Cactus to Clouds – Mt. San Jacinto from Palm Springs

Where: Palm Springs/Mount San Jacinto State Park
Mileage: 23 miles
Difficulty: Strenuous
Elevation gain: 10,400 ft
Type: Out-and-to tram

Cactus to Clouds isn’t just some hike you wake up and say I feel like hiking 23 miles today. Do not consider this hike unless you are prepared and well trained to do it. It is a very difficult and long hike.

Some training hikes I would recommend that helped me get ready for this hike are:
1. Iron Mountain
2. Mt. San Antonio
3. Mt. Wilson
4. Mt. Baden Powell
These are just a few, but I recommend doing longer hikes over 10 miles to train you with high elevation gain as you will be going from sea level to the 3rd highest mountain in Southern California.

Cactus to Clouds is a term for the hike going from where cactus lay to where clouds hover. The trailhead is at 470 ft. and Mt. San Jacinto peers out at 10,834 feet.

Important Points Along Trail:
I’ve found that the table below has helped me with the points, I checked a few sites before and had some of these printed out and updated them with what my gps showed.

Points Along Trail – to keep an eye on Elevation Mileage
Trailhead: Palm Springs Art Museum 470 ft 0 mi
Picnic Tables 1,340 ft 0.8 mi
North Lykken trail junction 1,400 ft 0.9 mi
Rescue Box 1 2,450 ft 2.2 mi
4,300 ft Pebbles 4,300 ft 5.1 mi
Rescue Box 2 5,400 ft 7.4 mi
Flat Rock 5,900 ft 8.4 mi
The Traverse Start 7,400 ft 9.5 mi
Coffman’s Crag 7,800 ft 8.8 mi
Grubb’s Notch (entrance to Long Valley) 8,400 ft 10.5 mi
Long Valley Ranger Station 8,380 ft 10.8 mi
Round Valley Campground 9,060 ft 12.3 mi
Wellman Divide 9,710 ft 13.1 mi
San Jacinto Peak 10,834 ft 16 mi
Tram Station 8,400 ft 23 mi

We parked just outside of the Palm Springs Art Museum.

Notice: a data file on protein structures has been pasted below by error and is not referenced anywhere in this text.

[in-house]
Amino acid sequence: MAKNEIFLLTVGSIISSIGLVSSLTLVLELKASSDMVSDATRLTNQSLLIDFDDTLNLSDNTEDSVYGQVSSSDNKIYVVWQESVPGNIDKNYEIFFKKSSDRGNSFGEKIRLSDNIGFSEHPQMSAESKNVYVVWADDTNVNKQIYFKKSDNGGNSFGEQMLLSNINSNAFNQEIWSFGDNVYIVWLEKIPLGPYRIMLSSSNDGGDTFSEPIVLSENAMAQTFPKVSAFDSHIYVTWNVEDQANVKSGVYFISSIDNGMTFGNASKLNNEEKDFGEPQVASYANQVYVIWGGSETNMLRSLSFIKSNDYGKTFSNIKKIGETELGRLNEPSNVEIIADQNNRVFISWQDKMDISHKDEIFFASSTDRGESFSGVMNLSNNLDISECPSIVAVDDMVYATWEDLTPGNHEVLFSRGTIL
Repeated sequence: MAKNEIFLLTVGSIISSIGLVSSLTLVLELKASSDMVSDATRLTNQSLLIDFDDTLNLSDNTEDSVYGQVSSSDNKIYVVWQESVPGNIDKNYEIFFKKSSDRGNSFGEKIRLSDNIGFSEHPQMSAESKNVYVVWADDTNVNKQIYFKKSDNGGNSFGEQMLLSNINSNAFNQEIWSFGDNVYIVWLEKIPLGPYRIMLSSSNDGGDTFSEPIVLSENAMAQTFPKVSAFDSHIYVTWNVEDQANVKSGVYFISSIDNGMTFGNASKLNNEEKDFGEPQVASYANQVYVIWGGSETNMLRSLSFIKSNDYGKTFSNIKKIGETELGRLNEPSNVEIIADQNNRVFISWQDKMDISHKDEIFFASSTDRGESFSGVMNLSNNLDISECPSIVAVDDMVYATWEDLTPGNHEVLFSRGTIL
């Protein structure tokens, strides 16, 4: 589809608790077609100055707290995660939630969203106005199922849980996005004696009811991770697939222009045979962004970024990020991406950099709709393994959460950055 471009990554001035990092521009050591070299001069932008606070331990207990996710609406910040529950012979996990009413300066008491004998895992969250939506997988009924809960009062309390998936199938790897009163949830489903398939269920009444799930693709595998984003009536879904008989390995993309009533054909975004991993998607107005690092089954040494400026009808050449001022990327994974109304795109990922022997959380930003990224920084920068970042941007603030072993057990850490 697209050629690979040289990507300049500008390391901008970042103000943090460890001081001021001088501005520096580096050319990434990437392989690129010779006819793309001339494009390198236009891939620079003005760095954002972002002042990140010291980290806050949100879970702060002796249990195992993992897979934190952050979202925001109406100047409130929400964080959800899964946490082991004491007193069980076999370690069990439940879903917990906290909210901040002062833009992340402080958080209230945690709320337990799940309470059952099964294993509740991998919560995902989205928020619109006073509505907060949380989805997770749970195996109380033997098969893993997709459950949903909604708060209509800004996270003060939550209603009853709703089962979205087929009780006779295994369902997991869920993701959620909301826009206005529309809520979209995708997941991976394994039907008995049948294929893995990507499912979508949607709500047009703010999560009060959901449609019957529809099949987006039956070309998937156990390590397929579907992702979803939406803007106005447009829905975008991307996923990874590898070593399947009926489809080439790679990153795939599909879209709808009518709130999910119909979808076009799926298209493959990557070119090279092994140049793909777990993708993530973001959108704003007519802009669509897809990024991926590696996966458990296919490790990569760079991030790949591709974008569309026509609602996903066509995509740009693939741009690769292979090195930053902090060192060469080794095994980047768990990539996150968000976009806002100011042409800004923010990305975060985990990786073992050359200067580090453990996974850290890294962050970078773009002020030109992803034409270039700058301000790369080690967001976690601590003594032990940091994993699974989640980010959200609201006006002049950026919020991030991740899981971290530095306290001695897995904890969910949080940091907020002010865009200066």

101 N Museum Dr, Palm Springs, CA, 92262, USA
From 10 East take exit 111 and continue on this for 9.4 miles until it turns into N. Palm Canyon Drive. Continue for another mile. Turn right onto W Alejo Rd. drive a few hundred feet and turn left onto N Belardo Rd. Continue for .4 miles and N Belardo will turn into Museum Dr. Find some parking here on Belardo and not in the museum parking lot as it is free. There is a lot that used to be free across the street, but now has a 4 hour limit on it. Make sure that you do not park in the parking lot, but on the street.

Helpful Links:
Mt. San Jacinto State Park
Palm Springs Aerial Tramway – for times and tickets
Hiking Guy’s Description of Cactus to Clouds
Mt. San Jacinto Message Board
Hikin’ Jim’s Skyline Page – original blog I used to help me prepare
Palm Springs Weather
Mt. San Jacinto Weather

This hike was absolutely epic. We started at midnight and reached the tram for a quick stop and breakfast, perfectly around breakfast time and a gorgeous sunrise. With that said, the hike wasn’t easy. As I’ve stated before, please do not take it lightly because there have been some instances where fatality has occurred because of not being prepared enough.

Before we headed to the trailhead we slipped into a Mexican restaurant to get a quick bite to eat. Oh how I wanted those chips and salsa, but I stuck to a couple tacos with some rice and beans and no salsa that would upset my stomach later. Should be just enough to get my juices flowing for the epic, long, extreme hike that we were about to embark on.

To find the trailhead, cross the parking lot of the museum. You will see a large sign that says “Welcome to the Museum Trailhead”. We took a couple of shots of our group and finally headed out around 12:20am. It was complete dark and headlights were on with our group. The first part of the trail is quite the climb. Follow signs and the white dots are going to be your best friend until the sun comes up.

The lower parts of the trail here are fragmented and it is easy to get lost in the dark. Again use the white dots to help you. If you don’t see take steps back and forward a little to find the next white dot. I had my gps and a map and we never seemed to lose the trail the entire time. At some point we were able to see the light at the Mountain Station. It looked abominably far away from where we were. Palm Springs was lit up below us, but the lights slowly faded as the sun started to come up.

The first part of the trail is called the Museum Trail until it passes the picnic benches and hits a junction. The trail to the left is the North Lykken trail and to the right is the Skyline Trail. Make sure you veer to the right and stay on the Skyline Trail. The junction sits at about 1.9 miles from the trailhead.